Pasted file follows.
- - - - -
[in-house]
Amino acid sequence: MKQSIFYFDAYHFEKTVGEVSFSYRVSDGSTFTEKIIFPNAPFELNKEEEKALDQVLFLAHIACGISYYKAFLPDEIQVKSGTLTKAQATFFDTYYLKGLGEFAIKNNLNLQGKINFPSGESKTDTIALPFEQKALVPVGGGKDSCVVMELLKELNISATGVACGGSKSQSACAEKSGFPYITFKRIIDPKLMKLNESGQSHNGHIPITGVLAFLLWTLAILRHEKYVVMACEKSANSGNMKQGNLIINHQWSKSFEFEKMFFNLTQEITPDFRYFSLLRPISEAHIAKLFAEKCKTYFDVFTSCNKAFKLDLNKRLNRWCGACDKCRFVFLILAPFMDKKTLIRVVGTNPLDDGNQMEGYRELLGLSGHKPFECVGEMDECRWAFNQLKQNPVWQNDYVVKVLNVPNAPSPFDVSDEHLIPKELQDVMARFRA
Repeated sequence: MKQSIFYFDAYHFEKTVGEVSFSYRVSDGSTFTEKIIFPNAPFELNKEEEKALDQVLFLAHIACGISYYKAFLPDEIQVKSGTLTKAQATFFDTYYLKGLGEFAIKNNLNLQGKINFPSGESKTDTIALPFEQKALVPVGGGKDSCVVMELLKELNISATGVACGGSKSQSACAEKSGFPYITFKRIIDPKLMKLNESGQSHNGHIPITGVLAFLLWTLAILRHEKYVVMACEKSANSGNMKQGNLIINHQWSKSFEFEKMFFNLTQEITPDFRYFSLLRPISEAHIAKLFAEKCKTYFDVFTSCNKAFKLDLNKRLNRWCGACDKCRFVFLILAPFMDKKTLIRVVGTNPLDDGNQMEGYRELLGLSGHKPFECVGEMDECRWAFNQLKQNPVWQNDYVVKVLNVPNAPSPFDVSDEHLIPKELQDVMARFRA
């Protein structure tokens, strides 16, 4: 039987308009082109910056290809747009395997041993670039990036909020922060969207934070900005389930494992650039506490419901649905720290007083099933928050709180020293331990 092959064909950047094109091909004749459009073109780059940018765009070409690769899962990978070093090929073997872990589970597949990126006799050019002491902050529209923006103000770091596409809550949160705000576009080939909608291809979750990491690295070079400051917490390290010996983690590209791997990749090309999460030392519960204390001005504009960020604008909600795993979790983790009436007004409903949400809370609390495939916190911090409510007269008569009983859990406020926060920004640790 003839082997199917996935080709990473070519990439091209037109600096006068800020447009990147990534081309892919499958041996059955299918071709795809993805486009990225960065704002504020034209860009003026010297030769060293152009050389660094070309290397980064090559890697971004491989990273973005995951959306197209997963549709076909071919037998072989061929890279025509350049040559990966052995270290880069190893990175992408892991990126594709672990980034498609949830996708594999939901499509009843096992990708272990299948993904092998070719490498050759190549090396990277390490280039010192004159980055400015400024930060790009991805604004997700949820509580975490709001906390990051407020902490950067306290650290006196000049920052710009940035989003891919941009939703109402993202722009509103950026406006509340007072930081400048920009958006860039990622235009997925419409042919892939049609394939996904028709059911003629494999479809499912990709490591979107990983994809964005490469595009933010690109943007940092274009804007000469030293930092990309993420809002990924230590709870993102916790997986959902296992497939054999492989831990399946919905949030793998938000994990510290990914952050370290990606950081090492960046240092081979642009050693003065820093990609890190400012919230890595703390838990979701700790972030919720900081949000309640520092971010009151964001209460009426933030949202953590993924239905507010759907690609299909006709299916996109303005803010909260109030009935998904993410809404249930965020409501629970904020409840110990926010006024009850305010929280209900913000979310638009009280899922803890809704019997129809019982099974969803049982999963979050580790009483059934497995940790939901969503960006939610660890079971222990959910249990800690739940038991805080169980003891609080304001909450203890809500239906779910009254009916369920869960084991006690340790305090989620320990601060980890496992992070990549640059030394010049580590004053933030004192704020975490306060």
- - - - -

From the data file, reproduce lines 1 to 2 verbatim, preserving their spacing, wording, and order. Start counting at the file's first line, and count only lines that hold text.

[in-house]
Amino acid sequence: MKQSIFYFDAYHFEKTVGEVSFSYRVSDGSTFTEKIIFPNAPFELNKEEEKALDQVLFLAHIACGISYYKAFLPDEIQVKSGTLTKAQATFFDTYYLKGLGEFAIKNNLNLQGKINFPSGESKTDTIALPFEQKALVPVGGGKDSCVVMELLKELNISATGVACGGSKSQSACAEKSGFPYITFKRIIDPKLMKLNESGQSHNGHIPITGVLAFLLWTLAILRHEKYVVMACEKSANSGNMKQGNLIINHQWSKSFEFEKMFFNLTQEITPDFRYFSLLRPISEAHIAKLFAEKCKTYFDVFTSCNKAFKLDLNKRLNRWCGACDKCRFVFLILAPFMDKKTLIRVVGTNPLDDGNQMEGYRELLGLSGHKPFECVGEMDECRWAFNQLKQNPVWQNDYVVKVLNVPNAPSPFDVSDEHLIPKELQDVMARFRA